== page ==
In the Doomsday Book Yeaveley was made up of two manors, Yeaveley and Stydd. During the reign of King Richard I (the Lion Heart) (1189-1199), in 1190, Ralph le Fun of Yeaveley gave the Order of St John a house at Stydd, together with lands, woods and mills. These together formed the nucleus of the commandery of Yeaveley. The commandery was to receive a substantial increase in its revenues when in 1268, Sir William Meynell gave the Order significant property in the nearby town of Ashbourne.

In 1338 when Prior de Thame inquired into the state of the Order in England the Commander of Yeaveley was Fra' Henry de Bakewell who was both commander and chaplain. He was born of 'gentle' parents and was professed priest who before joining the Order. The other fully professed member of the Order living at Yeavely was Fra' Thomas de Batheley, a serving brother who had served for five years in the Convent at Rhodes before being appointed to his post at the commandery. both brothers received an annual allowance of £1 for their robes, 6s 8d for their mantles and 8s for other expenses.

The others living at the commandery included John Bray who was a donat. a layman who had given his property to the Order iin return for living at the commandery and being supported bythe Order. he was given 22s 8d for his robe and other expenses, was allowed to wear the white six-pointed cross of the Order but was excused compulsory attendence at chapel because he was not a poroffessed member of the Ordr. Then there were two corrodaries William Warde and William Pistori and two pensioners William of Impyngton and Robert Brex.

The Tudor mansion was erected on the site of the former commandery after the Dissolution.

Wednesday 8 April 2015

Annunciation of Our Lady, Balzan

The small village of Balzan was elevated to the status of a parish in the 17th century. The village was named  after Maximillian Balzan a Spanish merchant who settled in Malta in 1567. He was granted the land where the village now stands for services to the Order of St John.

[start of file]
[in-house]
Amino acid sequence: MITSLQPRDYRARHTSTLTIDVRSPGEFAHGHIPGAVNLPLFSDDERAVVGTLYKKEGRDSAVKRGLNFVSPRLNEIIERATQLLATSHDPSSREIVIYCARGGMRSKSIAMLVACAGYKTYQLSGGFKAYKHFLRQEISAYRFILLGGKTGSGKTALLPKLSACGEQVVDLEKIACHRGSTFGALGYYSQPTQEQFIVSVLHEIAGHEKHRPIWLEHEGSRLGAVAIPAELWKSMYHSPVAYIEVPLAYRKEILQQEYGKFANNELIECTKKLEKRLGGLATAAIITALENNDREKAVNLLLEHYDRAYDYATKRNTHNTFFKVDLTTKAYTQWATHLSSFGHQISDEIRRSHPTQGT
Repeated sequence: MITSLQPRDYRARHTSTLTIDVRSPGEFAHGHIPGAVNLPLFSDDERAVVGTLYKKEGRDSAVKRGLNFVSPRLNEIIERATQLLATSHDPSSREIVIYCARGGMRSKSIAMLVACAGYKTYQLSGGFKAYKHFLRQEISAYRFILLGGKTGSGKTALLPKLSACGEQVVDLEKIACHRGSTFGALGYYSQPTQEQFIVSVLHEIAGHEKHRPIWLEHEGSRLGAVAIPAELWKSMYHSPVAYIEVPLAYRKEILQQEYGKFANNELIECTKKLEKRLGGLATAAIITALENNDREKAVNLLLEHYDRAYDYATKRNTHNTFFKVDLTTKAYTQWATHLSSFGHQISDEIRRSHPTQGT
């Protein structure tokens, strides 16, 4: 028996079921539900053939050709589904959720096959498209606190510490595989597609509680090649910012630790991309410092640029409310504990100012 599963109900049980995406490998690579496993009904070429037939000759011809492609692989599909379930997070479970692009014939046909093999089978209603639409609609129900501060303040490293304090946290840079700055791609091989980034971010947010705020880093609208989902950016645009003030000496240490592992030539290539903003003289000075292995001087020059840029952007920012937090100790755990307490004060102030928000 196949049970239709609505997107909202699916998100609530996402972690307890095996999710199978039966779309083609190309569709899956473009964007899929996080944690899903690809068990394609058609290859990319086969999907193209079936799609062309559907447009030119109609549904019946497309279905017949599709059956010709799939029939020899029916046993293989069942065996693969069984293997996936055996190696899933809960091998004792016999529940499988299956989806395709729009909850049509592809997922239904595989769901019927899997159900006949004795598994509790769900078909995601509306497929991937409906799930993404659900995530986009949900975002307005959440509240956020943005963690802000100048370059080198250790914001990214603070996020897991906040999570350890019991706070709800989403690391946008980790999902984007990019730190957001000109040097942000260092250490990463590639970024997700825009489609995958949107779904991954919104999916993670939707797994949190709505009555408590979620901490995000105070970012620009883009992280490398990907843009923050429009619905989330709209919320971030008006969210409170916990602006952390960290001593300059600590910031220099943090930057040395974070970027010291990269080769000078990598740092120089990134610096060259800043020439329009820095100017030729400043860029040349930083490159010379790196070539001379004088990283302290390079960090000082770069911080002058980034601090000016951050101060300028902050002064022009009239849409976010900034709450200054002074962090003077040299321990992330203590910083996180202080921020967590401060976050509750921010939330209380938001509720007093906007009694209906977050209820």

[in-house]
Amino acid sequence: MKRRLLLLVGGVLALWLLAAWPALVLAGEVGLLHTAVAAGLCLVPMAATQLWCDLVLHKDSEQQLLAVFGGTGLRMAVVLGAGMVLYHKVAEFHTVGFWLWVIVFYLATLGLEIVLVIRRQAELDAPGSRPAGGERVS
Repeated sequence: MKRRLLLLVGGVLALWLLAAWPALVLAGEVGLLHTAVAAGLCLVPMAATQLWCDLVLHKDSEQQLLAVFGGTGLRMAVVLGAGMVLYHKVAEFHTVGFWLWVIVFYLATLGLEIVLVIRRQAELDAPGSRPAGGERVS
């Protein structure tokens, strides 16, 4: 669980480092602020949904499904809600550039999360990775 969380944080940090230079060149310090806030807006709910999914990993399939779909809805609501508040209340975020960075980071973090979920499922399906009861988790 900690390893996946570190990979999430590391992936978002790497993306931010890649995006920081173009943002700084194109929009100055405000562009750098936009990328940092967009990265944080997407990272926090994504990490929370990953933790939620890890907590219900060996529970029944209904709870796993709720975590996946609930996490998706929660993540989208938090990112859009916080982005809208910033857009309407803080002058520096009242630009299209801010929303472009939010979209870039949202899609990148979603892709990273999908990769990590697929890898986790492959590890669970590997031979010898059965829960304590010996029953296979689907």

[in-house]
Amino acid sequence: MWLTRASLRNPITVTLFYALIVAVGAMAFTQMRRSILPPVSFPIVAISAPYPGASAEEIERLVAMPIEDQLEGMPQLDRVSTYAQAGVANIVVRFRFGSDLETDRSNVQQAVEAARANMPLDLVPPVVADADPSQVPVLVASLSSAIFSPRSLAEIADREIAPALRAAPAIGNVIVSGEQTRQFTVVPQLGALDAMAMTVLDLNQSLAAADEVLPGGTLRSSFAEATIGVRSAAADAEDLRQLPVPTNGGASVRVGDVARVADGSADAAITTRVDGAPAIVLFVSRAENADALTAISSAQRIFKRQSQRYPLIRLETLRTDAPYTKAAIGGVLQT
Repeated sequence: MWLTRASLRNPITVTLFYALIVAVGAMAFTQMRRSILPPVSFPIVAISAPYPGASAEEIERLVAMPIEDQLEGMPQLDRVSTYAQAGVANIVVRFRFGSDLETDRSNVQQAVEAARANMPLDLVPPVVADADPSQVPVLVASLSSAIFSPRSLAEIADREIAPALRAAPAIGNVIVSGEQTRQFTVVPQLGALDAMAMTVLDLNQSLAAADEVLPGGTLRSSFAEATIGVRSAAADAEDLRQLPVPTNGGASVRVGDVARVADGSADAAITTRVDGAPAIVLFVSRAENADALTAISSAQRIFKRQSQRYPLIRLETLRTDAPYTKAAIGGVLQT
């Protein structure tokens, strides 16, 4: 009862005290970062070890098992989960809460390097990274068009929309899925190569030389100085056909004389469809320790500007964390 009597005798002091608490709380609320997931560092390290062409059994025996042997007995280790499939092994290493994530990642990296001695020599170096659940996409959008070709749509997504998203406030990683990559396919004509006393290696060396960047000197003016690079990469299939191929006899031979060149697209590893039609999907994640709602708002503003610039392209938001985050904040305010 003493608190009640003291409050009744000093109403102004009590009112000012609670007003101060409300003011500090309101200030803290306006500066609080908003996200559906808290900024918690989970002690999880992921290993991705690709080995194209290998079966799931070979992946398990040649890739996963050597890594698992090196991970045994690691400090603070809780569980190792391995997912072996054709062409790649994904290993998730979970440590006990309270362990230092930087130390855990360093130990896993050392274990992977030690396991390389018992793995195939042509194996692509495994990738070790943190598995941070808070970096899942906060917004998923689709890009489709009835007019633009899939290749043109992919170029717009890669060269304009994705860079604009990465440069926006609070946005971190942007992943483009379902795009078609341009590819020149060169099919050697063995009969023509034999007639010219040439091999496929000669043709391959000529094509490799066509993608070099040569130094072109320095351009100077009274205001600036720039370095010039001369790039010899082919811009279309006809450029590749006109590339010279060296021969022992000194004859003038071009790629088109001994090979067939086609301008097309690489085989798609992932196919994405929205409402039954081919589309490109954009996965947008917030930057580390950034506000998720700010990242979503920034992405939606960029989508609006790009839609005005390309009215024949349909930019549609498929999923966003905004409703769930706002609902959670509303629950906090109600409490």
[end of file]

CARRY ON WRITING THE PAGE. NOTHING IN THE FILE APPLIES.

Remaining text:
The parish church dedicated to the Annunciation of Our Lady dates from the mid 17th century in the form of a Latin cross, with one belfry and an elegant dome. The foundation stone was laid in 1669 and the church was completed in 1693. The facade is rather unusual with elongated pilasters and rich lace-like decoration that give it a Spanish feel.

Tuesday 7 April 2015

St Lawrence, Vittoriosa

The Church of St Lawrence on the waterfront of Birgu is one of the oldest churches in Malta having been founded in 1090, soon after the Arabs were driven out of the island by the Normans.  Originally a small chapel, it was rebuilt in 1508. With the arrival of the Order of St John in 1530 St Lawrence became the Conventual Church and remained so until 1571 when the Order moved their seat from Vittoriosa to  Valletta.

In 1681 the Church of St Lawrence was rebuilt to the design of Maltese architect Lorenzo Gafa.  The foundation stone was laid in May 1681 and it was consecrated on 10th August that year in the presence of the newly elected Grand Master Roccaful y Perellos; the Apostolic Delegate and Inquisitor, Monseigneur Tommas Ruffo and the Bishop of Malta, Monseigneur Davide Cocco Palmieri with several members of the Council of the Order of St John

St Lawrence is a magnificent building consisting of a  principal nave and two side naves, a choir and  two large side chapels surmounted by a beautiful cupola.

After the Inquistion came to Malta and the Inquisitor took up residence in his Palace in Main Gate in Vittoriosa, the church of St Lawrence became known as the church of the Inquisitors. His seat in the church was even provided with plump velvet cushions.

Annexed to the church is the Chapter Hall and the Treasury. Among the treasures are some church  vestments brought from Rhodes, a green apparel donated by Grand Master Cardinal D'Aubusson in 1476 to the Church of St john in Rhodes, which include two dalmatics, a chasuble and a cope. There are also two other chasubles presented by Grand Inquisitors, Ruffo (1694-1698), later created Cardinal, and Chigi (1634-1639) who was elected Pope Alexander VII.